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China Scholarship Digest #21: March 2023 Publications

A monthly list of new China-related academic research.

Articles published in March 2023

72 journals scanned

91 articles from 24 journals found

Chinese Studies

Journal of Contemporary China

"How does the Chinese government define cybersecurity? ...the Chinese conception of this term is different from the Western one, and is embedded within the country’s distinctive political, economic and technological context. Drawing on Chinese government documents, this paper will trace the evolution of how successive generations of Chinese leaders have identified digital security concerns, and how they have deployed institutional, regulatory and policy tools to respond to them."

China Quarterly

China: An International Journal

"The Communist Party of China enhanced its local presence by establishing a branch in the Theravada Buddhist wat in Dehong. Such direct political engagement in a religious venue, however, does not lead to grievances from the locals. This article finds that if the purely ideological differences can be well managed at the local level, the religion and the Party can cooperate with each other and maintain a harmonious relationship. This article reflects on the state–religion antagonism paradigm and argues that an alternative paradigm—an interests-based paradigm—should be prioritised when studying relations between the state and religion in China."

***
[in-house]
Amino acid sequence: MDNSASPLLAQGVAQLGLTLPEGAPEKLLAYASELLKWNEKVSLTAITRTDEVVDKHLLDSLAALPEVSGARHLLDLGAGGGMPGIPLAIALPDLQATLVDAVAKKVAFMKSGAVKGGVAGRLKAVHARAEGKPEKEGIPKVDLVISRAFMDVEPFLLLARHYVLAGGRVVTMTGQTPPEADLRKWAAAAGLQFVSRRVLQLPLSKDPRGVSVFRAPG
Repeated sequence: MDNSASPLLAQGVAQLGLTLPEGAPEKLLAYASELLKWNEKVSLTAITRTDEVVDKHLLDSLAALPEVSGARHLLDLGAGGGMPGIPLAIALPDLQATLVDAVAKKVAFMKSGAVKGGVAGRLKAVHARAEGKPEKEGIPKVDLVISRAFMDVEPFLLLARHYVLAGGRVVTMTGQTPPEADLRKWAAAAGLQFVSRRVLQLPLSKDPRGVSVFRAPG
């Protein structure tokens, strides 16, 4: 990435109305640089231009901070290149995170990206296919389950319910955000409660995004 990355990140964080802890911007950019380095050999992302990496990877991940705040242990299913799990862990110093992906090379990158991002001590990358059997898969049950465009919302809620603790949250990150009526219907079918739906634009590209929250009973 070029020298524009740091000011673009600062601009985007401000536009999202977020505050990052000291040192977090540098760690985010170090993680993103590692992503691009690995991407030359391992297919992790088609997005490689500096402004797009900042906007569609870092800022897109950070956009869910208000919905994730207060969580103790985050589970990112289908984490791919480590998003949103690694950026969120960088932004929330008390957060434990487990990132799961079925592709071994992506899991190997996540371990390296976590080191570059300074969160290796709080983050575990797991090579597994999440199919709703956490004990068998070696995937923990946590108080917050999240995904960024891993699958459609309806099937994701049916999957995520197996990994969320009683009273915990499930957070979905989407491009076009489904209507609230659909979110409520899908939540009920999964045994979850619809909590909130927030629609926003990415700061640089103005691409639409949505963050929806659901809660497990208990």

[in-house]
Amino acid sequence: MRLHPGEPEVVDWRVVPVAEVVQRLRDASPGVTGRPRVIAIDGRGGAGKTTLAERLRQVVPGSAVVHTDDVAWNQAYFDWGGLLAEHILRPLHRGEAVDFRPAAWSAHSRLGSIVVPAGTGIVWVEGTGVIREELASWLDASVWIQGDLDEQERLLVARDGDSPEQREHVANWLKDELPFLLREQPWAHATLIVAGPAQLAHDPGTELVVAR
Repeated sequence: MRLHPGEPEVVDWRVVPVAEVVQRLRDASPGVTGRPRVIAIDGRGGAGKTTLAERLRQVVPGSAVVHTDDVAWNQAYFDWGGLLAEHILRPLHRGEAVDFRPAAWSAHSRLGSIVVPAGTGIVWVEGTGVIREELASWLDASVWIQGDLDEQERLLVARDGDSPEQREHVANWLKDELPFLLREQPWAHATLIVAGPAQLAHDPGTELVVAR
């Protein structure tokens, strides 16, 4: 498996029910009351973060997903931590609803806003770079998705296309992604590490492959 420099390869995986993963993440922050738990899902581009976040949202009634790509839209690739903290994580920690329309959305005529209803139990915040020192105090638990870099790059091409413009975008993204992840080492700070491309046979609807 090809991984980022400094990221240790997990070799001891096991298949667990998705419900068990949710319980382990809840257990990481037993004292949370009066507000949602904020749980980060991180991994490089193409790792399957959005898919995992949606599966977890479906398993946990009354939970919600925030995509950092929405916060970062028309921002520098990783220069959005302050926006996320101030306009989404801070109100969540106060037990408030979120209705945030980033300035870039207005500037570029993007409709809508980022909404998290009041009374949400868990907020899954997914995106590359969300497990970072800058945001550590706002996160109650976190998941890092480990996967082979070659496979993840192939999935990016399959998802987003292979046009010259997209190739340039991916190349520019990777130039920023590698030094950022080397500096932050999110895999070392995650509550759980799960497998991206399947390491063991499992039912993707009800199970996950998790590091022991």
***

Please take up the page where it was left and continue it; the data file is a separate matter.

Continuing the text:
"From the perspective of factional politics, this article sheds light on the functions and operations of the Central Liaison Office and the Hong Kong and Macao Affairs Office (the "two Hong Kong offices") throughout the history of the Communist Party of China (CPC), focusing on the 2013–22 period. The authors posit that the stronger the factional relationship between the top leader responsible for Hong Kong affairs and the heads of the two Hong Kong offices, the greater the policy consistency between the two offices and the central authorities on Hong Kong issues. This article uses text mining techniques to measure the degree of policy consistency between Chinese President Xi Jinping and the two Hong Kong offices from 2013 to 2022. In 2020, Xi appointed his protégés as directors of the two Hong Kong offices, thus regaining absolute control over Hong Kong affairs. Xi may further tighten his hold on Hong Kong in the future, thereby undermining the region's autonomous status."

Adam's Note: The Party and State Institutional Reform Plan (党和国家机构改革方案) unveiled in March established the Hong Kong and Macao Work Office of the Central Committee (中央港澳工作办公室) on the basis of the Hong Kong and Macao Affairs Office of the State Council. The latter has essentially become a Party body instead of a state body, and the arrangement is now "one organisation, two nameplates" (ie., two identities).

China Review

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